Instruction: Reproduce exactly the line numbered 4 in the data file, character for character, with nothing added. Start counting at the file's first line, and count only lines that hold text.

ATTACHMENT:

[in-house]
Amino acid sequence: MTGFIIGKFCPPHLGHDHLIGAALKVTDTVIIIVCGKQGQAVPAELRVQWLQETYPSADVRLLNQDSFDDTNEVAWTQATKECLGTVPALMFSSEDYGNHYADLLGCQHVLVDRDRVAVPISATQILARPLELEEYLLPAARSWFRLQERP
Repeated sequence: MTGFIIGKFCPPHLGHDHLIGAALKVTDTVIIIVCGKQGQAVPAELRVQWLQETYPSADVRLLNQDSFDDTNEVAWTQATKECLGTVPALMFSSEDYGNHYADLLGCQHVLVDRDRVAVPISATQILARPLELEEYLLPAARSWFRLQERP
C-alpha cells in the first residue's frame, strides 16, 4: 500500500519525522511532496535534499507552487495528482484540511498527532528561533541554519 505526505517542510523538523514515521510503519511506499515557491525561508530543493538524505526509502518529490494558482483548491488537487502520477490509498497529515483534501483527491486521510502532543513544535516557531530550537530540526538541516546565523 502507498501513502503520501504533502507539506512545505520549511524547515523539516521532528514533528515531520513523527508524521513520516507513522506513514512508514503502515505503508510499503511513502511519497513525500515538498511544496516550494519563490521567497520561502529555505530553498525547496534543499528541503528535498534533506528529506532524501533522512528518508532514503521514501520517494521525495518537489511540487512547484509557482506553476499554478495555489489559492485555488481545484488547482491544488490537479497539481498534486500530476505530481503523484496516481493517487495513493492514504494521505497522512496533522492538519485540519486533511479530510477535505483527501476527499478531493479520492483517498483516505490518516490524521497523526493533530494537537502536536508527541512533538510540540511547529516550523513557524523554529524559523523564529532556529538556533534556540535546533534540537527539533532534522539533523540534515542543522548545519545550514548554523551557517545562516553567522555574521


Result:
C-alpha cells in the first residue's frame, strides 16, 4: 500500500519525522511532496535534499507552487495528482484540511498527532528561533541554519 505526505517542510523538523514515521510503519511506499515557491525561508530543493538524505526509502518529490494558482483548491488537487502520477490509498497529515483534501483527491486521510502532543513544535516557531530550537530540526538541516546565523 502507498501513502503520501504533502507539506512545505520549511524547515523539516521532528514533528515531520513523527508524521513520516507513522506513514512508514503502515505503508510499503511513502511519497513525500515538498511544496516550494519563490521567497520561502529555505530553498525547496534543499528541503528535498534533506528529506532524501533522512528518508532514503521514501520517494521525495518537489511540487512547484509557482506553476499554478495555489489559492485555488481545484488547482491544488490537479497539481498534486500530476505530481503523484496516481493517487495513493492514504494521505497522512496533522492538519485540519486533511479530510477535505483527501476527499478531493479520492483517498483516505490518516490524521497523526493533530494537537502536536508527541512533538510540540511547529516550523513557524523554529524559523523564529532556529538556533534556540535546533534540537527539533532534522539533523540534515542543522548545519545550514548554523551557517545562516553567522555574521